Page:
Online Learning Over Networks
Jul 09, 2014
from 10:00 AM to 12:00 PM
|Where||Engr. IV Bldg., Faraday Room 67-124|
|Contact Name||Zaid J. Towfic|
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Zaid J. Towfic
Advisor: Prof. Ali Sayed
Distributed convex optimization refers to the task of minimizing the aggregate sum of convex risk functions, each available at an agent of a connected network, subject to convex constraints that are also distributed across the agents. The risk functions at the agents are generally defined as expectations of certain loss functions, with the expectations computed over the statistical distribution of the data. One of the key challenges in solving such optimization problems is that the agents are only subjected to streaming data realizations and they are not aware of the underlying statistical models. Accordingly, each agent is only aware of its loss function and does not have sufficient information to evaluate its risk function. Another key challenge is that each agent is only aware of its constraints. This dissertation develops and studies fully decentralized first-order strategies to solve such problems.
The first class of strategies considered in this work belongs to the family of primal-dual methods, which rely on propagating two sets of variables: the primal variable and a dual variable. In contrast to the traditional treatment of these algorithms in the optimization literature, this dissertation develops primal-dual methods for adaptation and learning from streaming data over networks. In this case, the optimization problem is not necessarily static since its minimizer can drift with time and the exact form of the cost function is not known beforehand. Fully-distributed and adaptive variants of the Arrow-Hurwicz (AH) and augmented Lagrangian (AL) methods are developed by resorting to stochastic-gradient approximations. The stability range and the performance limits of the resulting strategies are analyzed. Several revealing results are discovered including the fact that primal-dual techniques tend to have a smaller stability range and a degraded performance in comparison to primal techniques, such as consensus and diffusion strategies. This conclusion suggests that AH and AL techniques are not as reliable for adaptation over networks and the advantages of AH and AL techniques in the static optimization context do not necessarily carry over to the stochastic context.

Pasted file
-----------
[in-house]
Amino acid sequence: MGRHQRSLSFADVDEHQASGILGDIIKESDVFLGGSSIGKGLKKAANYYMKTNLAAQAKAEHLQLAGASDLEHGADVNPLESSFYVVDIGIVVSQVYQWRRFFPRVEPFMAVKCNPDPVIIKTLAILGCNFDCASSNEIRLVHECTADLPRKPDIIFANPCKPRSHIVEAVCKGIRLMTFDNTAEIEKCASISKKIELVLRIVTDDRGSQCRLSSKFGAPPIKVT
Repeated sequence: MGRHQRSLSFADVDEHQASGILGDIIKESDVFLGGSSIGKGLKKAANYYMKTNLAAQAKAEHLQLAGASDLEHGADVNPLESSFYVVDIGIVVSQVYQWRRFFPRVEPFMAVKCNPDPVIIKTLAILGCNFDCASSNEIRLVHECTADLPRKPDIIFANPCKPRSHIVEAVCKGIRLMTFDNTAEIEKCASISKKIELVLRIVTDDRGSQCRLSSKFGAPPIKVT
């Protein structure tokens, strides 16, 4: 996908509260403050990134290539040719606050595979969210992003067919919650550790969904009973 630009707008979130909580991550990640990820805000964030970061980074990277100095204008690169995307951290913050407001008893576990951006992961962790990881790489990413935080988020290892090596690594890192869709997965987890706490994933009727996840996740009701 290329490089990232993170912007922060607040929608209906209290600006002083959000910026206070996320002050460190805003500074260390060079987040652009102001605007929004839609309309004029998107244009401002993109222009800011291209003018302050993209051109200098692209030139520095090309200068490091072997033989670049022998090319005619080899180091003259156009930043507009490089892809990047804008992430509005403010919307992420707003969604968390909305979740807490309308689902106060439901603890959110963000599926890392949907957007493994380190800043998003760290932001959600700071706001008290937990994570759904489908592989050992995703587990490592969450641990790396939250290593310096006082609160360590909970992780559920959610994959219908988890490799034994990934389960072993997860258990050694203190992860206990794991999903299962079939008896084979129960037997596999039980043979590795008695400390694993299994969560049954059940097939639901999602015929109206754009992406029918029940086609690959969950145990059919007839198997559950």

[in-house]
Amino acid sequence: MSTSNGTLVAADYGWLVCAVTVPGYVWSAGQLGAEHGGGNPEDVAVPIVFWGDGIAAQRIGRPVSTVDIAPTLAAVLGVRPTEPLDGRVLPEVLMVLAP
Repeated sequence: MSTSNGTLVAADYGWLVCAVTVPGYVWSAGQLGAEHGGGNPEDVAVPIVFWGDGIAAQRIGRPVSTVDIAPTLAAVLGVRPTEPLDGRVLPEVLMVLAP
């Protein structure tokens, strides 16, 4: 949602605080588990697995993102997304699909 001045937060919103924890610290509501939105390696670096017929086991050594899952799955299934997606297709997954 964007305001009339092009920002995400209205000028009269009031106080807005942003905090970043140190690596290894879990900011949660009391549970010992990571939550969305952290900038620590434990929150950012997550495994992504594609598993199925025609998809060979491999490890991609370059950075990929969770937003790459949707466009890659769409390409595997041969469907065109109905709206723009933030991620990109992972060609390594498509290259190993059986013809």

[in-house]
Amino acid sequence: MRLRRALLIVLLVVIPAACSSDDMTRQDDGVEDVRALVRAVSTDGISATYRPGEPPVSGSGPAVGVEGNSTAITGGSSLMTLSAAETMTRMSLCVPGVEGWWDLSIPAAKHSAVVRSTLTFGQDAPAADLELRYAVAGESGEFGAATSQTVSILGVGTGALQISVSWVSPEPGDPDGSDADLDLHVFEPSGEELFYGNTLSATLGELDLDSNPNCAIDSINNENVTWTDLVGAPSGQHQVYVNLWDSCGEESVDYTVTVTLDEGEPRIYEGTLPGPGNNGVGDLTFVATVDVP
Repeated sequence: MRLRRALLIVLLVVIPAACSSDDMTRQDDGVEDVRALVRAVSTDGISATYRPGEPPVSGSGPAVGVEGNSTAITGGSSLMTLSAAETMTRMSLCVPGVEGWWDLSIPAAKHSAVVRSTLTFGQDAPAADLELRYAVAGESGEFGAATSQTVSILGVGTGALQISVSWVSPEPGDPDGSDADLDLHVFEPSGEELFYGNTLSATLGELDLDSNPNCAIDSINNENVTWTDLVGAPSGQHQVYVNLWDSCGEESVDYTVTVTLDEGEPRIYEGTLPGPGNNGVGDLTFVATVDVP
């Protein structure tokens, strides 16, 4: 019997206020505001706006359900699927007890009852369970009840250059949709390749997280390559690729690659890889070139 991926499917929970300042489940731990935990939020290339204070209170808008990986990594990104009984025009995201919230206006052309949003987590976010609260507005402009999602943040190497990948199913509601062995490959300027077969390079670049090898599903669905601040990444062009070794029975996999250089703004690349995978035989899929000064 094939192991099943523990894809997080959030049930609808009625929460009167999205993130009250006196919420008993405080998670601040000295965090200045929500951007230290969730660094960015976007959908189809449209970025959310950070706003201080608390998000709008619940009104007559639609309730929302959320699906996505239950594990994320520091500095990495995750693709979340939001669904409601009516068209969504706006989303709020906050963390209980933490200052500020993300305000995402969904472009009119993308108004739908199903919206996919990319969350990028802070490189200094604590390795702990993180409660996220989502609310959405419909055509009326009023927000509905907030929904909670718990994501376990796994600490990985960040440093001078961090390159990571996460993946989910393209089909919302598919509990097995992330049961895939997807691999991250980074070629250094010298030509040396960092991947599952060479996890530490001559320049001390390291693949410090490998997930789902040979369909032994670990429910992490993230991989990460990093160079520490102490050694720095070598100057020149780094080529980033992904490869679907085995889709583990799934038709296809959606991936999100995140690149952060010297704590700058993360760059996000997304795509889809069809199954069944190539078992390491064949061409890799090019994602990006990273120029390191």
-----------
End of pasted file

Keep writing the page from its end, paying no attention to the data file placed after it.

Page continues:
The dissertation subsequently focuses on developing primal optimization methods of the diffusion type for the distributed solution of a general class of constrained optimization problems. Most available distributed solutions for these types of problems rely on the use of projection steps in order to ensure that the successive iterates at the nodes satisfy the convex constraints. In these solutions, the constraint conditions need to be relatively simple in order for the distributed algorithm to be able to compute the necessary projections analytically (such as projecting onto the nonnegative orthant). This work proposes a new class of distributed solutions that employ constant step-sizes and that eliminate the need for projection steps. The solution technique relies instead on the use of suitably chosen penalty functions and replaces the projection step by a stochastic approximation update that run concurrently with the optimization step. The challenge is to show that the use of penalty functions in the stochastic gradient update step still leads to accurate solutions. The analysis in the dissertation establishes that this is indeed possible. Moreover, in the proposed solution, the nodes are only required to interact locally and to have access to local iterates from their neighbors; there is no need for the nodes to know any of the constraints besides their own.
Zaid J. Towfic received his B.S. degrees in electrical engineering, computer science, and mathematics from the University of Iowa (Iowa City, IA) in 2007. He received his M.S. degree from the University of California (Los Angeles, CA) in 2009. From 2007 to 2008, he worked for Rockwell Collins' Advanced Technology Center (Cedar Rapids, IA) working on MIMO, embedded sensing, and digital modulation classification. He is currently a Ph.D. candidate at the electrical engineering department of the University of California (Los Angeles, CA). His research interests include signal processing, self-healing circuitry, adaptive systems, stochastic optimization, and machine learning.